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Oil & Gas
The Ministry of Petroleum of the Islamic Republic of Iran is responsible for all kinds of oil and gas activities. The Ministry by itself has got the four major subsidiaries body as follows which undertake implementation and operation of the above mentioned activities:
• National Iranian Oil Company (NIOC)
• National Iranian Gas Company (NIGC)
• National Iranian Oil Refining & Distribution Company (NIORDC)
• National Petrochemical Company (NPC)
The Iran’s Unique Position in terms of hydrocarbon reserves is as follows:
I. Iran is endowed with 155 billion barrels of oil equivalent to 10.9% of the global oil reserves.
II. Iran owns 18% of the global natural gas reserves equal to 34 TCM of natural gas.
III. Iran’s current exploration projects will lead to a considerable increase in the country’s oil and gas reserves.
IV. Presently, 62 onshore oil fields, 16 offshore oil fields, 20 onshore gas fields, and 2 offshore gas fields are in operation in Iran.
Industry & Mining
Steel, weaving, food processing, car, electrical and Electronics Industries are among the key industries in the country. Iran now produces a wide range of manufactured commodities, such as telecommunications equipment, industrial machinery, paper, rubber products, steel, food products, wood and leather products, textiles, and pharmaceuticals. Iran is also known throughout the world for its hand-woven carpets. The traditional craft of making these Persian rugs contributes substantially to rural incomes and is one of Iran’s most important export industries
The pharmaceuticals, paper, sugar, packaging, and textile segments have been identified as key growth areas of the industrial sector by the Industrial Development & Renovation Organization of Iran.
Industrial output continued to grow into 2012, buoyed by the strong mining and steel sectors. Advances in aerospace and agri-business are also firming up the manufacturing sector.
• Iran produced 1.4 million cars from 2Q2011 to 1Q2012. Total sales, including imported and domestically produced vehicles, totaled $18.8 billion.
• A booming auto industry requires a booming auto parts industry. Iran has just that. Now supplying much of the industry’s needs, producers are ramping up exports.
Iran is rich not only in oil and gas, but in mineral deposits’, as well. Iran has the world’s largest zinc reserves and second-largest reserves of copper. It also has important reserves of iron. Uranium, lead, chromate ,manganese, coal and gold .In addition to the major coal mines found in Khorasan Razavi, Kerman, Semnan, Mazandaran and Gilan, a number of smaller mines are located north of Tehran and in Azarbayjan and Esfahan provinces.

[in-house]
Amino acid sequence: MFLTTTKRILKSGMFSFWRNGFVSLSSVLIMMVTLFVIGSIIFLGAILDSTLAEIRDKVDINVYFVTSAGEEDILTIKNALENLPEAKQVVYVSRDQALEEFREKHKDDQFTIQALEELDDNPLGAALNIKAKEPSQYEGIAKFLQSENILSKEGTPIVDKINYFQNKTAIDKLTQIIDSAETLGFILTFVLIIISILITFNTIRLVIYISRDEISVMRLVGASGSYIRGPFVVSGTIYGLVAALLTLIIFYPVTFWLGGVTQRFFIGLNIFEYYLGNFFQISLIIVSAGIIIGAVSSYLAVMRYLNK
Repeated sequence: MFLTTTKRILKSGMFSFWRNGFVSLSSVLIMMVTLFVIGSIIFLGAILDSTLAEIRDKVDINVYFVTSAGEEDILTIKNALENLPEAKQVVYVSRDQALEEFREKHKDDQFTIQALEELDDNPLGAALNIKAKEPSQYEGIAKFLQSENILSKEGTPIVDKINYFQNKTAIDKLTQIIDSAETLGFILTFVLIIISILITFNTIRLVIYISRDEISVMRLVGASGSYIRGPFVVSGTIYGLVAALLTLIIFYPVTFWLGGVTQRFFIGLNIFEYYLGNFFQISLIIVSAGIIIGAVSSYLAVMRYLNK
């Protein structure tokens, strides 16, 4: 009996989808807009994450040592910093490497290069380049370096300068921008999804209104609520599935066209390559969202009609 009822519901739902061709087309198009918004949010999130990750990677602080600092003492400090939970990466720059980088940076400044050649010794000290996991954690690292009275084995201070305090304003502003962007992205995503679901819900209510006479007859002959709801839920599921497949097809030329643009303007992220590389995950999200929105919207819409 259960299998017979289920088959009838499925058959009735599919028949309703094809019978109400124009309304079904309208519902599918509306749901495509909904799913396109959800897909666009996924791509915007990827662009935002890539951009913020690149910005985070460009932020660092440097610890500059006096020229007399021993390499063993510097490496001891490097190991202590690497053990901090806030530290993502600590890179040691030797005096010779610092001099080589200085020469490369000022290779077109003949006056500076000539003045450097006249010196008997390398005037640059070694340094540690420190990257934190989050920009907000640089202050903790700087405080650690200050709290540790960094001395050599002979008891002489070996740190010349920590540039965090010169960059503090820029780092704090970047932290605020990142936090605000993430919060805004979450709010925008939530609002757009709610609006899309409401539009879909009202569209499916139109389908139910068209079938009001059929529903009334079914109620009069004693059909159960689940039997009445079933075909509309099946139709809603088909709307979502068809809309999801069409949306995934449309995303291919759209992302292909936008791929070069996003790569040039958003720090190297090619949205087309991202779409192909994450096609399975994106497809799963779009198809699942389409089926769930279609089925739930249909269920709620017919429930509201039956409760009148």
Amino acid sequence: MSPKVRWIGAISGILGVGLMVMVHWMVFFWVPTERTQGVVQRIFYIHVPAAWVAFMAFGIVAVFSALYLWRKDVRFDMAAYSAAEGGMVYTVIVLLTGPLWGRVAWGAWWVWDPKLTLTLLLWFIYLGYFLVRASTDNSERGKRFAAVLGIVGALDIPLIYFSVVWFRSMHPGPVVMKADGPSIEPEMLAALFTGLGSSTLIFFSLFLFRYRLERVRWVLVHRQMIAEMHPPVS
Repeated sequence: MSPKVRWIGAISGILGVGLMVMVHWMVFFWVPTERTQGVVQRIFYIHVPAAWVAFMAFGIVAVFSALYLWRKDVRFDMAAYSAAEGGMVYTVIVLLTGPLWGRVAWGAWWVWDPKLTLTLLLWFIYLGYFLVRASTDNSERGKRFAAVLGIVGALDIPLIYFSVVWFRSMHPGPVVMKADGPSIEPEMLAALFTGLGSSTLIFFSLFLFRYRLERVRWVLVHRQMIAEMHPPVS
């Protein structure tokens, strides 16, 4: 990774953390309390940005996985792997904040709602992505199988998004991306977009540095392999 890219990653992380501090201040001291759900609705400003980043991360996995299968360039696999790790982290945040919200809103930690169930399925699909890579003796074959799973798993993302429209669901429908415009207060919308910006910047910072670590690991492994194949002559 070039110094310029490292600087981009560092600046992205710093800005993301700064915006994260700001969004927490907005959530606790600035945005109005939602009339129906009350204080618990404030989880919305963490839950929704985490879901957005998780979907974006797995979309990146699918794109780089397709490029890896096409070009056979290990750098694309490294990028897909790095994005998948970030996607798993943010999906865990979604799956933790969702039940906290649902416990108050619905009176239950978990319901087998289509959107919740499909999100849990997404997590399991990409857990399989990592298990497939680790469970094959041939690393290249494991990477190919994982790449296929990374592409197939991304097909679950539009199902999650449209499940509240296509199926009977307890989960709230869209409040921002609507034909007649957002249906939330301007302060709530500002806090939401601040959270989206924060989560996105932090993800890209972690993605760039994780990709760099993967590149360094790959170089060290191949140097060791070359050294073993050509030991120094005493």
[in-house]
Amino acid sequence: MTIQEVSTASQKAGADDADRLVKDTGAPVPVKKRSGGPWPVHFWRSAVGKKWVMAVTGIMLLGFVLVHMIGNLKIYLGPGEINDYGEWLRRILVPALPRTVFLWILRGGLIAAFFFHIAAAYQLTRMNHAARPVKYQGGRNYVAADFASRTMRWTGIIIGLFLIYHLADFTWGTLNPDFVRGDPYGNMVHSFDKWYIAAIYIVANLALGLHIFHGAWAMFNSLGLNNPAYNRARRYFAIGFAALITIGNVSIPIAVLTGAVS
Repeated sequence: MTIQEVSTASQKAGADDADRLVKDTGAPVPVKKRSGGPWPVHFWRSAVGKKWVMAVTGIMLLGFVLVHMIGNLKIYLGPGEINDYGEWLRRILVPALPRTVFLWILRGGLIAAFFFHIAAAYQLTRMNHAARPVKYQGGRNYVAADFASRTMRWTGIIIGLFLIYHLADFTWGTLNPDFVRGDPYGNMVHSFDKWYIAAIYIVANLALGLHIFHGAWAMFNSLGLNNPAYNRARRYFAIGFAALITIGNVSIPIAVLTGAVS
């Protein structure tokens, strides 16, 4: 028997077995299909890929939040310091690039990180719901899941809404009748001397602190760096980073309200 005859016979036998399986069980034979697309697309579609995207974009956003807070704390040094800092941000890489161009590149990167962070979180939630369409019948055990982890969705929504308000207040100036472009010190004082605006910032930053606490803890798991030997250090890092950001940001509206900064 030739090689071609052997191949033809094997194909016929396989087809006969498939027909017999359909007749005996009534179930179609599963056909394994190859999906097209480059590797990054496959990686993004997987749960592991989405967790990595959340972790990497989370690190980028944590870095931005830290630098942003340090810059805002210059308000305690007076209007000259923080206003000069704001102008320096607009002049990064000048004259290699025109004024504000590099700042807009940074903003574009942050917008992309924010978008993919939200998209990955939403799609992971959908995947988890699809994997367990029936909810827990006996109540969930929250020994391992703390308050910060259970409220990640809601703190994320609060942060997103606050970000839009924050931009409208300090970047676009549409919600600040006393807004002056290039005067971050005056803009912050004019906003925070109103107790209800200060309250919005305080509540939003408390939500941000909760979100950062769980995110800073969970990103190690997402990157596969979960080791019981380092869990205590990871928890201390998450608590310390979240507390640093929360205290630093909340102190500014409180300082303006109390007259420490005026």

Deposits of lead, zinc and other minerals are widely scattered throughout the country. The mines at Sar Cheshmeh in Kerman province contain the world’s second largest lode of copper ore. The government owns %90 of all mines and related large industries in Iran and would like To attract foreign investment for the development of the mining sector. As per Article 44 of Constitution of Iran, the government has been actively promoting the privatization of all mines.
Iranian Mines and Mining Industries Development and Renovation Organization (IMIDRO) is the major state-owned holding company.
Although 90% of the country’s mines and related large industries are in state hands; the government has stated its intention to further develop the sector through private and foreign investment. Minerals targeted for investment include aluminum, copper, and iron ore. By the end of the current Five-Year Development Plan (FYDP), which began in 2010, the government expects to boost the mining sector’s contribution to GDP to 1.2% as well as boost total mineral production to 500 million tons. With 12% of the Persian Gulf region’s aluminum reserves, the implementation of development projects could boost production to 1.5 million tons by 2025 and turn Iran into one of the top 10 producers in the world. The private sector is also being mobilized to get the mining sector to work with modern equipment.
• There are approximately 5,000 mines in operation in Iran, with 12 metals and 36 non-metal ores currently being exploited.
• Increased investment and private sector involvement will see mineral production increase in the coming years as modern machinery and equipment are put to use.
• Iran is one of the top 10 global producers of iron ore, with over 35 million tons of output per year.
• Iran’s precious stones have become an object of admiration for onlookers as well as a profitable industry for the country as it aims to diversify its economic strengths.
• As one of the 15 most mineral-rich countries in the world, Iran enjoys export links with 159 countries, including Iraq, China, the UAE, India, and Afghanistan. Mining products represent over 30% of the country’s non-oil exports, and the sector also employs 100,000 people directly and up to half a million indirectly.